The aim of my research is to improve the fuel efficiency of turbomachinery used for power generation, reducing both economic and environmental costs. Investigation of the physics involved in such turbomachinery brings new understanding, which is then used to guide the design of future, more efficient machines. What makes this field appealing to me is the rigorous thermodynamic and fluid-mechanic analyisis of realistic, industrial problems.
Modelling methods for turbomachinery design: What is the most efficient way to predict the performance of a new design of a particular component of the machine? The answer will depend on the physical mechanisms which determine the component performance, and the modelling fidelity required to capture those mechanisms.
Unsteady flows in turbomachines: A common turbomachinery modelling assumption is the assumption of steady flow relative to each blade row. This is facilitated by a circumferential mixing procedure between rows, which is unrealistic. Apart from this, does the neglect of unsteady flow in itself change the answer? Why should it, if the unsteady fluctuations are linear?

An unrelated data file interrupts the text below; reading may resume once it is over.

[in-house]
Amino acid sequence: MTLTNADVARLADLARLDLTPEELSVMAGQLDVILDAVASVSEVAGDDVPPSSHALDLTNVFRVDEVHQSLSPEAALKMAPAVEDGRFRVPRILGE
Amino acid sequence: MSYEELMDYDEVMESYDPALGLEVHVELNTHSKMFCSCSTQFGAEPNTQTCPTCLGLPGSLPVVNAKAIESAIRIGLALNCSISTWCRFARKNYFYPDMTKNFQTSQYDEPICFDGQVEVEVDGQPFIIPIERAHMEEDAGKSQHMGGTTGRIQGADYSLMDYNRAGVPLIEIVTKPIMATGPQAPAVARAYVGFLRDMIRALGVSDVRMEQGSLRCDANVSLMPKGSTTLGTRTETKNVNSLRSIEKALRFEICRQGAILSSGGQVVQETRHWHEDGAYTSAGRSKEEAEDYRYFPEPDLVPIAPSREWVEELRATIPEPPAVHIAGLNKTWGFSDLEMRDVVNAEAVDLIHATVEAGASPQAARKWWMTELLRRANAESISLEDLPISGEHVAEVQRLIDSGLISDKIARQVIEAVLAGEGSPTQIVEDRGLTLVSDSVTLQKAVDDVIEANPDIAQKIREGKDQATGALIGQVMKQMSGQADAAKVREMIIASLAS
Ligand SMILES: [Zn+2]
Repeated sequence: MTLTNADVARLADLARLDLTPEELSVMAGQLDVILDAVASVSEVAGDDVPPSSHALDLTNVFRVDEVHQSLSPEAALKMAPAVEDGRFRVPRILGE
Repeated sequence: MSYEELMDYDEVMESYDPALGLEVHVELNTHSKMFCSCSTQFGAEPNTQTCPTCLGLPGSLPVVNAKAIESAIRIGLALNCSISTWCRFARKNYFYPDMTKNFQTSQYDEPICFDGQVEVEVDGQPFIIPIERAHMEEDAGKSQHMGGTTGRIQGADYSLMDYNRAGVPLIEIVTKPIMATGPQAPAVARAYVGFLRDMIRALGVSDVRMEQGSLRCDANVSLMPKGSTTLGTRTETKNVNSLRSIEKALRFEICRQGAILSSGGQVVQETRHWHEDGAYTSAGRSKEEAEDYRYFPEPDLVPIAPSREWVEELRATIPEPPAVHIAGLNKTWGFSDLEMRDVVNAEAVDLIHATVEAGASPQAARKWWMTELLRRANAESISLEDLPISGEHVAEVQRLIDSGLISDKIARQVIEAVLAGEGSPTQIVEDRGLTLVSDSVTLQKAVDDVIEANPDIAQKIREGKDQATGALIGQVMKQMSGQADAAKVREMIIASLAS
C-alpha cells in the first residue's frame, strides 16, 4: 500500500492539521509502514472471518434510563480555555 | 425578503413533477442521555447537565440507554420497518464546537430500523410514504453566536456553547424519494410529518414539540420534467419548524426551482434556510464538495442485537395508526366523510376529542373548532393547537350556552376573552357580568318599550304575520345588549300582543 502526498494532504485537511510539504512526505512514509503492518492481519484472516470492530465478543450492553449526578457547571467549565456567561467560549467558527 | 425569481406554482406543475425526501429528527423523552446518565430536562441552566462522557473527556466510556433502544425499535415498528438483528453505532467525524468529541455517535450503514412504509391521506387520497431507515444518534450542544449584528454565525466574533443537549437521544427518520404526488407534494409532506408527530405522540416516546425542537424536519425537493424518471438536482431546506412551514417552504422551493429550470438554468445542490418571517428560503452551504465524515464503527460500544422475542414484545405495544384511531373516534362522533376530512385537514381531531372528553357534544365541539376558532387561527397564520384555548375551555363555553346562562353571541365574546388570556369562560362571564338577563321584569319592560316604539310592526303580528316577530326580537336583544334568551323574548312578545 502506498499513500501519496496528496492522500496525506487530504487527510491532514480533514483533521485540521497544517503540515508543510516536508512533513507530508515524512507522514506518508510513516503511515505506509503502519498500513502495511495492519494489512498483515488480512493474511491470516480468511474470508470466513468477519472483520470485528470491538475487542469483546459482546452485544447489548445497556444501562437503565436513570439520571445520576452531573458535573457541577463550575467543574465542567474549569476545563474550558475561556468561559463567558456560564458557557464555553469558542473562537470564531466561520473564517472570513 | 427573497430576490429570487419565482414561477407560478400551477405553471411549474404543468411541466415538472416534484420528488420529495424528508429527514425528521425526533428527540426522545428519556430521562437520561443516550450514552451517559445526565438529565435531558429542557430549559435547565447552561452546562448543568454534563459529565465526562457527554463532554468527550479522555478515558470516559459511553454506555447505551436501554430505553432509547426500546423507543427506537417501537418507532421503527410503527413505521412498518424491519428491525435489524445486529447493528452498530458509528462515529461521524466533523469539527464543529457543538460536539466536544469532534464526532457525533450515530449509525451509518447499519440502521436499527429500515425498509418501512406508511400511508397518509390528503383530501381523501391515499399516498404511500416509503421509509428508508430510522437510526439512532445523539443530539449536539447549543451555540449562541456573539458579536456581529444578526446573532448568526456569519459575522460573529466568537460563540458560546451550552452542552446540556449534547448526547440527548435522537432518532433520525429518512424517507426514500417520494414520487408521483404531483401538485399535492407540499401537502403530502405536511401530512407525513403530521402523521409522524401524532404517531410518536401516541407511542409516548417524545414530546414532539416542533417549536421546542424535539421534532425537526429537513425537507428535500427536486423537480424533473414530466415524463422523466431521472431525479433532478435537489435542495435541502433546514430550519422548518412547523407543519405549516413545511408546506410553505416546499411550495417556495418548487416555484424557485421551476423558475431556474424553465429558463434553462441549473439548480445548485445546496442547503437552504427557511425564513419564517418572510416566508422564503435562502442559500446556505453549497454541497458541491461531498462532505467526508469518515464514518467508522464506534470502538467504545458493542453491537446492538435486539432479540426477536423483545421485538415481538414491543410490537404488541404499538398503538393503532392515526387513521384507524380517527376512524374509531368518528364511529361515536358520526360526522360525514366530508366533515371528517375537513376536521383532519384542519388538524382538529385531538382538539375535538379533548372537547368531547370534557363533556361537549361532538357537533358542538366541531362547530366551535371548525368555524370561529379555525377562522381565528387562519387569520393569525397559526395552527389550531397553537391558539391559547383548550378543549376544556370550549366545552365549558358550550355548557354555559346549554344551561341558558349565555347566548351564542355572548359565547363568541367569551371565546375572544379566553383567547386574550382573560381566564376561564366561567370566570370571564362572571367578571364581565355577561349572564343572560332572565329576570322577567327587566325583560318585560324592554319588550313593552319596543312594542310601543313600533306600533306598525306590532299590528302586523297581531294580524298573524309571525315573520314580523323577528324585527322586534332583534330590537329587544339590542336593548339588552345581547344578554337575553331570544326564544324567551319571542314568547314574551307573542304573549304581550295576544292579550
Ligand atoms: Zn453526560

- Gas turbine secondary air system: The main-stream flow path has already been extensively studied, and improvements in efficiency are hard to come by. The same investigative effort has not been applied to the secondary air system, used for cooling and sealing against the hot main-stream gas, so there are still gains to be had in this area.